While some bunions have no symptoms, many become red, swollen, and painful. They can be so painful that it’s hard for you to put a shoe on or walk. Wearing shoes that fit poorly or have high heels can make bunions worse.
Surgery is required to completely get rid of a bunion, but there are things you can do to manage the symptoms from your bunions and stop bunion formation from getting worse.
15 tips for managing bunions
- Wear the right shoes. Wear proper footwear. Your shoes shouldn’t be tight, the toe area should be wide, and the heel should be less than 1 to 2 inches. It should also have good support for the arch of your foot.
- Avoid flip-flops. Avoid wearing flip-flops and other shoes that have no arch support because they put extra pressure on the big toe joint.
- Know your measurements. Ask the sales person to measure the length and width of your foot when you are buying shoes to help ensure a good fit.
- Size shoes by comfort not number. Shoes from different companies may be sized differently. Always go by what is comfortable, not by your usual foot size.
- Use inserts in your shoes, so your foot is in proper alignment and the arch is supported. You can use the kind sold in drugstores or have prescription orthotics made.
- Stretch your toes. Remove your shoes for a little while and wiggle your toes when you can at work or at home to reduce the pressure on your toes.
- Space your toes out. Use toe spacers at night or while wearing shoes to reduce the pressure on your toes.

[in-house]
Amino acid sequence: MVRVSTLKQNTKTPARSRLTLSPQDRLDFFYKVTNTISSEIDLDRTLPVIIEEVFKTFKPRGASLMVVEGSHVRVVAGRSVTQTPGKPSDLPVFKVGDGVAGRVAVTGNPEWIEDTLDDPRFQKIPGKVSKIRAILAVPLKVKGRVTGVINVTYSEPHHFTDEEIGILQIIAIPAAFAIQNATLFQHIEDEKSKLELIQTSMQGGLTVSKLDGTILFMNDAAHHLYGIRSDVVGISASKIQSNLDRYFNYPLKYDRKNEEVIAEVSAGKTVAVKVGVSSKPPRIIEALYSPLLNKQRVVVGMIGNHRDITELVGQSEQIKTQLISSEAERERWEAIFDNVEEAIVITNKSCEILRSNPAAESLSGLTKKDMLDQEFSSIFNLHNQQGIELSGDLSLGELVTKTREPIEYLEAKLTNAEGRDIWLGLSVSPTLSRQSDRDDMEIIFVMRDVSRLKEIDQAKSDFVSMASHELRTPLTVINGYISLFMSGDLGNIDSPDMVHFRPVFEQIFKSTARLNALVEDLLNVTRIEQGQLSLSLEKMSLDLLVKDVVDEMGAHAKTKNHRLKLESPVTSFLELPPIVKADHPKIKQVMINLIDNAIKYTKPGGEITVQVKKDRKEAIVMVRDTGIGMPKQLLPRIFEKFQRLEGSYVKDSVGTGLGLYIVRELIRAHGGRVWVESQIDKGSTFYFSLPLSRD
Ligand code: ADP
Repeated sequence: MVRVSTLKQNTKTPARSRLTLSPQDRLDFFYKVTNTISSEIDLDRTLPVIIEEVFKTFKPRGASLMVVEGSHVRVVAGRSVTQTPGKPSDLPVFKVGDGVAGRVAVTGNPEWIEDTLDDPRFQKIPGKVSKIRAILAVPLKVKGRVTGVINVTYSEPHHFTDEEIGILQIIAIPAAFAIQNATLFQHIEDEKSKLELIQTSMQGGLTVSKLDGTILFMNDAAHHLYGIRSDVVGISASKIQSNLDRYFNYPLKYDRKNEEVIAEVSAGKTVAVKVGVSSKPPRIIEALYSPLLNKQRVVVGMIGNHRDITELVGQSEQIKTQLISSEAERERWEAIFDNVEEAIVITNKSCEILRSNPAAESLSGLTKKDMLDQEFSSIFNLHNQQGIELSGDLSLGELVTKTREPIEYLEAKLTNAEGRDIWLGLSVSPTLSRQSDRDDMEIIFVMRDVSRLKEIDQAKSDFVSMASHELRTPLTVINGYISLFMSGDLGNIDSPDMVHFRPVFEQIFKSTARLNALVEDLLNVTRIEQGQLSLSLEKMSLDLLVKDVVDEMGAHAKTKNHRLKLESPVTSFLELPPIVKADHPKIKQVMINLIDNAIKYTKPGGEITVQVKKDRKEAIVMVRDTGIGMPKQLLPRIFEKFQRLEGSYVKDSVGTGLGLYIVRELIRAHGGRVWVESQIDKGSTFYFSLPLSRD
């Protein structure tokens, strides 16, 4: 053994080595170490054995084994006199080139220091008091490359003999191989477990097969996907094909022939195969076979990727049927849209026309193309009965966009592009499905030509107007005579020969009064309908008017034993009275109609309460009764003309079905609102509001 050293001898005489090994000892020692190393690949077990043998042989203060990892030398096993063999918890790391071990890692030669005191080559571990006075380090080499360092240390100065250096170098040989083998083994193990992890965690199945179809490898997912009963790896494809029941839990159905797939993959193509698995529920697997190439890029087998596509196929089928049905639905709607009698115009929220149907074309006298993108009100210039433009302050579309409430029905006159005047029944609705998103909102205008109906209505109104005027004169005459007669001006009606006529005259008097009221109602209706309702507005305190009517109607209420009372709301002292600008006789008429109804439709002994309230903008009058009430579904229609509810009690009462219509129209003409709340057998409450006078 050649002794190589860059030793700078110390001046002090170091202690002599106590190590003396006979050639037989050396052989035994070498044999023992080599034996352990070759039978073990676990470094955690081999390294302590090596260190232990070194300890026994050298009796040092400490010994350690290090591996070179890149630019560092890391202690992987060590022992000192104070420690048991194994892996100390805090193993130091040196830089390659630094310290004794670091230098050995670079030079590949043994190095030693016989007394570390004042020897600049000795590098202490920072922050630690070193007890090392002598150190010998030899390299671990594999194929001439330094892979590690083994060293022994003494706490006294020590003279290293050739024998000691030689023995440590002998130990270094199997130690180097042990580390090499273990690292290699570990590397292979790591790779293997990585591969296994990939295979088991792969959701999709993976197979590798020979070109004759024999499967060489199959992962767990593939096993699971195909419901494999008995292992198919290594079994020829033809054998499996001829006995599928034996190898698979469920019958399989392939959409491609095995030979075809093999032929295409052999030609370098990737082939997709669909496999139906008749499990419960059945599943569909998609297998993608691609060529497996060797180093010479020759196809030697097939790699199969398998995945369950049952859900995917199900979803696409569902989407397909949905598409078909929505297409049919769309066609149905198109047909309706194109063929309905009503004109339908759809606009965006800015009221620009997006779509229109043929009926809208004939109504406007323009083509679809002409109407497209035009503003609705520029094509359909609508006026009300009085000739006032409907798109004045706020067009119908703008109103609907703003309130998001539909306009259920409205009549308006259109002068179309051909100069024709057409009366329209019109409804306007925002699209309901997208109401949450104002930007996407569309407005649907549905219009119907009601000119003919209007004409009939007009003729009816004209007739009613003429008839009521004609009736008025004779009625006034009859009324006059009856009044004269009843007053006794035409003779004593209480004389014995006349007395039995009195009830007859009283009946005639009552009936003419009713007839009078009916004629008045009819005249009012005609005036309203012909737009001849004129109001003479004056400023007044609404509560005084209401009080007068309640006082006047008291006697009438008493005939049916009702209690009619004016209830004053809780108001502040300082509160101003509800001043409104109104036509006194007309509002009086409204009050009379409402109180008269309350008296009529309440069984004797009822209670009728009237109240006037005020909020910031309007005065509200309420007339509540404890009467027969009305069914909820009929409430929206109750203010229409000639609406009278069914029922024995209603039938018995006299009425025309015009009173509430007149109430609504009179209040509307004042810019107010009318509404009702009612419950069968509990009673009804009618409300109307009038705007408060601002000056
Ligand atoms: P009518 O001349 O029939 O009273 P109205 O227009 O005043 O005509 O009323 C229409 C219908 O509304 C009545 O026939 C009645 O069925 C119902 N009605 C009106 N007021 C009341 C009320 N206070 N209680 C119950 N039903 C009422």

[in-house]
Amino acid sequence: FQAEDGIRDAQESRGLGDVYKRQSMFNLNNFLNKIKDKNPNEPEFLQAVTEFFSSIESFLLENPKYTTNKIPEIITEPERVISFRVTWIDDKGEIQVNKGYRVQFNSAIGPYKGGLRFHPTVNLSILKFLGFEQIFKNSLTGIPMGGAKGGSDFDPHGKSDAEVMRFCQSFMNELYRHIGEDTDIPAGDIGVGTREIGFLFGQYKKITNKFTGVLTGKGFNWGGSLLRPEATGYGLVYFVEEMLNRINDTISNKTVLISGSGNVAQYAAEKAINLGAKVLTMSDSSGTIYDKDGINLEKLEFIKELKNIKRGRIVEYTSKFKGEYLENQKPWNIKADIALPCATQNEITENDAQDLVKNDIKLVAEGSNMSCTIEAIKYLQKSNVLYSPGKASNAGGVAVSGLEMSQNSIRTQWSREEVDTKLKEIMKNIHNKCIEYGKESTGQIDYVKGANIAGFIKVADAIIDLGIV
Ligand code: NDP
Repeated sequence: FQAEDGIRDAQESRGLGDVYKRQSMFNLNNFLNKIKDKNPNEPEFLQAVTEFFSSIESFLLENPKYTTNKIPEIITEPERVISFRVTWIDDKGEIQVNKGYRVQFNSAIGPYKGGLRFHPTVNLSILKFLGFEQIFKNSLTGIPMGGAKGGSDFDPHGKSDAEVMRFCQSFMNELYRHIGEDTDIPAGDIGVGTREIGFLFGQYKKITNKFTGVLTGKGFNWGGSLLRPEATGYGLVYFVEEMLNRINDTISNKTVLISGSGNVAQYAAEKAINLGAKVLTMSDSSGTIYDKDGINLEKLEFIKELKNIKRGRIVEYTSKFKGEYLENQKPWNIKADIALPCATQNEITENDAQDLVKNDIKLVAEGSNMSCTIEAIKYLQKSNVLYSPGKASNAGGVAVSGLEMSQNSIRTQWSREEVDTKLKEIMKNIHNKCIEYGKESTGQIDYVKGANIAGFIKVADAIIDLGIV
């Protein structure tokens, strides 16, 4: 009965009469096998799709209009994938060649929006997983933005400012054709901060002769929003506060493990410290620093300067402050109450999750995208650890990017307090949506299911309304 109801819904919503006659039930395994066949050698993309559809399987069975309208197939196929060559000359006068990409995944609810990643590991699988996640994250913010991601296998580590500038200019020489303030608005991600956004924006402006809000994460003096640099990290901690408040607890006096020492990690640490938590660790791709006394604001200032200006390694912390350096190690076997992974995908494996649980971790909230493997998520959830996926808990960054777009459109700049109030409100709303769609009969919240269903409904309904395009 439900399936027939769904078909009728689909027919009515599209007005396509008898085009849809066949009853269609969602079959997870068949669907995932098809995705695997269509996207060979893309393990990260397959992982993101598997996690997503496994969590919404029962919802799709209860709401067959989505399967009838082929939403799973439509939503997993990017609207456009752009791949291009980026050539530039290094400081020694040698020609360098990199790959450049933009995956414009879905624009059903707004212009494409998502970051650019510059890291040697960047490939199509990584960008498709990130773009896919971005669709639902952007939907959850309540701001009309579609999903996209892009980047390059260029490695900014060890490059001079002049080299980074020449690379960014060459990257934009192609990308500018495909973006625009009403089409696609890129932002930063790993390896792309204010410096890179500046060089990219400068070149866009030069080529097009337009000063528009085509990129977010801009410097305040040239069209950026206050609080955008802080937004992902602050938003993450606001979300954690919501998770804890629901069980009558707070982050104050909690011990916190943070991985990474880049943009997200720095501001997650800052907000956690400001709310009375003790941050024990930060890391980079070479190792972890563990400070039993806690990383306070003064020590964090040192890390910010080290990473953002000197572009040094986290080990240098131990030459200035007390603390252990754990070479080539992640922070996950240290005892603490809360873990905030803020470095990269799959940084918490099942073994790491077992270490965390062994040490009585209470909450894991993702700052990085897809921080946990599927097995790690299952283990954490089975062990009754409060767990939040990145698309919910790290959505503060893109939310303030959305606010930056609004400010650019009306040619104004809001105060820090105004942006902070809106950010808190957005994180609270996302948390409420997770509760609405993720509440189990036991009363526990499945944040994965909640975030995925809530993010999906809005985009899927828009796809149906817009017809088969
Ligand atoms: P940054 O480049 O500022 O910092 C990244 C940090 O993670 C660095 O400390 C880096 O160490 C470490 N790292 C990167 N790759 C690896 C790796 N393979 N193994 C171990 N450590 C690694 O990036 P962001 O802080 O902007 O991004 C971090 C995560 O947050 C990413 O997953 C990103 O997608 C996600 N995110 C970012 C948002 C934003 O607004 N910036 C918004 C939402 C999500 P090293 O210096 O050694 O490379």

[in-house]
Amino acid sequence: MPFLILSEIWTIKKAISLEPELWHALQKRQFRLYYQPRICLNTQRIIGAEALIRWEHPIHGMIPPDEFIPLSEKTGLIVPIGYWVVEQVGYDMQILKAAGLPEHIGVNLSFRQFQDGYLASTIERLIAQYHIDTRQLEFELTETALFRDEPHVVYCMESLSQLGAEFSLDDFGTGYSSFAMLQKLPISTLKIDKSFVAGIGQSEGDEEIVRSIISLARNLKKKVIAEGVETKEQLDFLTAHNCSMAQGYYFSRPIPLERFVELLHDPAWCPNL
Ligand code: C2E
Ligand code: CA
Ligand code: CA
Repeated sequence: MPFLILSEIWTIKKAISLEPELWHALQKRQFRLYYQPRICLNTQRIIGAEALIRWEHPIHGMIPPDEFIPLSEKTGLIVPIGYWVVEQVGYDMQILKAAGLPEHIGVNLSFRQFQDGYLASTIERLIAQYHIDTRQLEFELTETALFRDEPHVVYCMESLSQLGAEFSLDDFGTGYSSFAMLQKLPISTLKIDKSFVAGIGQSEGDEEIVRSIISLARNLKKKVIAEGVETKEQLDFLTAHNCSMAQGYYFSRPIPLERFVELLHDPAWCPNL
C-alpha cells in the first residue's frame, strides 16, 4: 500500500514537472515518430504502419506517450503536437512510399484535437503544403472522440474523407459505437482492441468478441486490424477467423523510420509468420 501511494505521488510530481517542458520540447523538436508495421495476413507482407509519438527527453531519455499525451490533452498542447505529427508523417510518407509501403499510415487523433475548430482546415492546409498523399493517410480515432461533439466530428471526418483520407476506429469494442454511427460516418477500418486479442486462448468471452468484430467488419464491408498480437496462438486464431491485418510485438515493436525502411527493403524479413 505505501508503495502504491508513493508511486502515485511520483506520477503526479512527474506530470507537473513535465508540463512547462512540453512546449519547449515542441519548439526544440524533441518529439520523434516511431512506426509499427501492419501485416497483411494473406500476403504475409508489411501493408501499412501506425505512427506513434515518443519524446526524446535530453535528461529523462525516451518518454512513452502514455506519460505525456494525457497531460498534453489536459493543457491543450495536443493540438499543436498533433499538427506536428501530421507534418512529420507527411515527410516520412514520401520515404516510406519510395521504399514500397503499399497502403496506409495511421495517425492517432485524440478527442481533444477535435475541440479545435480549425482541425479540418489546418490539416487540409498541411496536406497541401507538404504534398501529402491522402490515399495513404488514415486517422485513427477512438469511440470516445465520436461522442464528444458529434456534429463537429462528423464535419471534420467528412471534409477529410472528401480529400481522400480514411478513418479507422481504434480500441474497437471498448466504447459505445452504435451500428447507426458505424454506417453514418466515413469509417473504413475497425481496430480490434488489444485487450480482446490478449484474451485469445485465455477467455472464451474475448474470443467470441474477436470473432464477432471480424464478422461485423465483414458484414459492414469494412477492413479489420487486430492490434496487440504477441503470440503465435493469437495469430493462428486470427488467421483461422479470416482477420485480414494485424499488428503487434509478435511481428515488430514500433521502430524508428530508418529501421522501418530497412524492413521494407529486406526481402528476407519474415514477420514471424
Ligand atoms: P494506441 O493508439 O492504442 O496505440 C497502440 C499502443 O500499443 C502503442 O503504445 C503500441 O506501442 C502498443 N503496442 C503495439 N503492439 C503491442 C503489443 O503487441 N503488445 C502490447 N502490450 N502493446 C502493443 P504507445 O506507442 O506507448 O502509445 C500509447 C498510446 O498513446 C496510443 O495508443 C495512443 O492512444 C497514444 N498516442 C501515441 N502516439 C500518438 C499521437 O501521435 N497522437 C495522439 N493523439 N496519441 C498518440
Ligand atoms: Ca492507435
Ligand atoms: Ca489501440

- Cushion your bunions. Cover your bunions with bunion pads or moleskin to relieve some of the pressure and make the bunion less likely to be irritated by your shoes.
- Soak your feet in warm water with Epsom salt to soothe them and reduce inflammation.
- Ice your foot. Use ice packs to reduce the swelling and inflammation when your bunion gets sore.
- Take NSAID pain relievers. Take nonsteroidal anti-inflammatory drugs, such as ibuprofen or naproxen, to reduce the inflammation and pain.
- Elevate your feet when you are sitting down to reduce the swelling and pain.
- Rest your feet several times a day, especially if you have been on them all day.
- Massage your foot and manually move your big toe around to keep the tissue soft and the toe flexible. Rolling a tennis ball under your foot is a good way to massage it.
- Do foot exercises. Having weak foot muscles may be associated with more pain and walking problems in people with bunions. Some good exercises to strengthen your foot muscles are:
With your heel and forefoot (ball of your foot) on the floor, lift your toes up. Hold for five seconds and release.
With your heel and forefoot on the floor, lift your toes and spread them apart. Reach your little toe toward the floor, and then move your big toe toward the inside of your foot. Hold for five seconds and release.
With your feet on the floor and your knees bent, lift your heels up while pressing down with your big toe. Hold for five seconds and release.
Your feet should be bare when you do the exercises. Repeat each exercise until your muscles are tired. The exercises can be done while you are sitting, standing on two feet, or standing on one foot. Start in whichever position is comfortable and move up to the next position when you can. You should try to do them every day.